What are you talking about? This looks a whole lot like a GC: https://github.com/JuliaLang/julia/blob/master/src/gc.c
Preferred pronouns would be "it/it" because according to this country, I'm a piece of human trash.

KVRian
549 posts since 29 Jan, 2017

Post Tue May 18, 2021 2:00 pm

syntonica wrote:
Tue May 18, 2021 12:25 pm
One language I haven't seen mentioned here yet is Pony:
https://www.ponylang.io/
It has a very interesting concurrency model that would solve scads of DSP vs editor issues with inter-communication and it would be interesting to see if could be adapted to real-time DSP processing.

Along with Nim and Zig, it's another language for me to keep an eye on.

As an aside, I gave Free Pascal a whack a while back and took a week to recode a plugin from C++. I discovered why Pascal lost the language wars. :lol: Basically, I had to abandon it because the optimization just wasn't there. Unoptimized C++ was still pretty much as fast or faster than optimized Pascal.
Zig is definitely interesting and IMO looks even better than Rust because it's ... simpler and has better C interop. Not sure if it will gain momentum tough

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KVRian
924 posts since 25 Sep, 2014 from Specific Northwest

Post Tue May 18, 2021 2:39 pm

0degree wrote:
Tue May 18, 2021 2:00 pm
Zig is definitely interesting and IMO looks even better than Rust because it's ... simpler and has better C interop. Not sure if it will gain momentum tough
Zig is getting a bit Rococo for my taste, but I'm waiting for the big 1.0 to drop before I dive in. The async functions (i.e. coroutines) look pretty basic, however, and the fact that Zig uses inference to find them sort of goes against what Zig is supposed to be about. I've never been a big fan of coroutines, which I've used in Lua.

KVRian
549 posts since 29 Jan, 2017

Post Tue May 18, 2021 2:48 pm

syntonica wrote:
Tue May 18, 2021 2:39 pm
0degree wrote:
Tue May 18, 2021 2:00 pm
Zig is definitely interesting and IMO looks even better than Rust because it's ... simpler and has better C interop. Not sure if it will gain momentum tough
Zig is getting a bit Rococo for my taste, but I'm waiting for the big 1.0 to drop before I dive in. The async functions (i.e. coroutines) look pretty basic, however, and the fact that Zig uses inference to find them sort of goes against what Zig is supposed to be about. I've never been a big fan of coroutines, which I've used in Lua.
Thanks for info. I guess we'll have to wait and see. So far it's not super popular but who knows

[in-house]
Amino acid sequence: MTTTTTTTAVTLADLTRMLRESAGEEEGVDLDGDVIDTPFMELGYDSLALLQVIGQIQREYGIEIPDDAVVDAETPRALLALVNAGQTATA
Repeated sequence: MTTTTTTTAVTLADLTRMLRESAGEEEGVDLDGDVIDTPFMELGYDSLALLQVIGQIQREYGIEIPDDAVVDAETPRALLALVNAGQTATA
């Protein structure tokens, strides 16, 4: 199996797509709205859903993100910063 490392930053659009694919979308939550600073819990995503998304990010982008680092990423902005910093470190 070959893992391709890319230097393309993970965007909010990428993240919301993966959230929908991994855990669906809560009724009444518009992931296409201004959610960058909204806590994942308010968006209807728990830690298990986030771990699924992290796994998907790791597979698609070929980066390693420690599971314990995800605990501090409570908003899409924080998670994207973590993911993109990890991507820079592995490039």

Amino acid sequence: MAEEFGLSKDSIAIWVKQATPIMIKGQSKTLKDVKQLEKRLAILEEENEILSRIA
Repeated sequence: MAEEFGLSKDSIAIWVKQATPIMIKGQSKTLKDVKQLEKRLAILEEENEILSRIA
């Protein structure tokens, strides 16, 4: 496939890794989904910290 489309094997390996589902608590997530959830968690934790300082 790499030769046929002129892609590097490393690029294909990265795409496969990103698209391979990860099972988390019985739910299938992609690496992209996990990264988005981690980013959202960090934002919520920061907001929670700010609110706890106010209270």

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KVRAF
4449 posts since 21 Jan, 2008 from oO

Post Tue May 18, 2021 7:55 pm

mystran wrote:
Tue May 18, 2021 1:47 pm
ulzee wrote:
Tue May 18, 2021 11:35 am
How about coding in Julia? It has a JIT compiler ok, but no garbage collector and it abstracts away a lot of complexity. Has multiple dispatch and is dynamically typed with parametric polymorphism, so expressive but type stable. It's also fast like C.
What are you talking about? This looks a whole lot like a GC: https://github.com/JuliaLang/julia/blob/master/src/gc.c
yes, I stand corrected. I'm not an expert, just getting into programming with Julia and wondering if it could be used.

From what I found out is that it could be avoided almost completely with optimized Julia code in a sense that one doesn't allocate or just once and uses a warm-up function for precompilation and running the process isolated on one core.
https://unix.stackexchange.com/question ... ng-process

Although, these discussions end up making the difference between hard and soft real time development. And they seem to agree on that Julia couldn't guarantee hard real time requirements, because even if you run everything isolated, there would still be shared memory requests that could interrrupt the process.
https://discourse.julialang.org/t/julia ... r/34654/41

Not sure if hard real time is required here.

Here is a talk about RTC processing in Julia: https://www.youtube.com/watch?app=desktop&v=dmWQtI3DFFo

Maybe with a StaticCompiler it could be improved. https://github.com/tshort/StaticCompiler.jl
Approach explained: https://docs.google.com/document/d/1rLp ... aXGKQ/edit
lucid.network | former user Suloo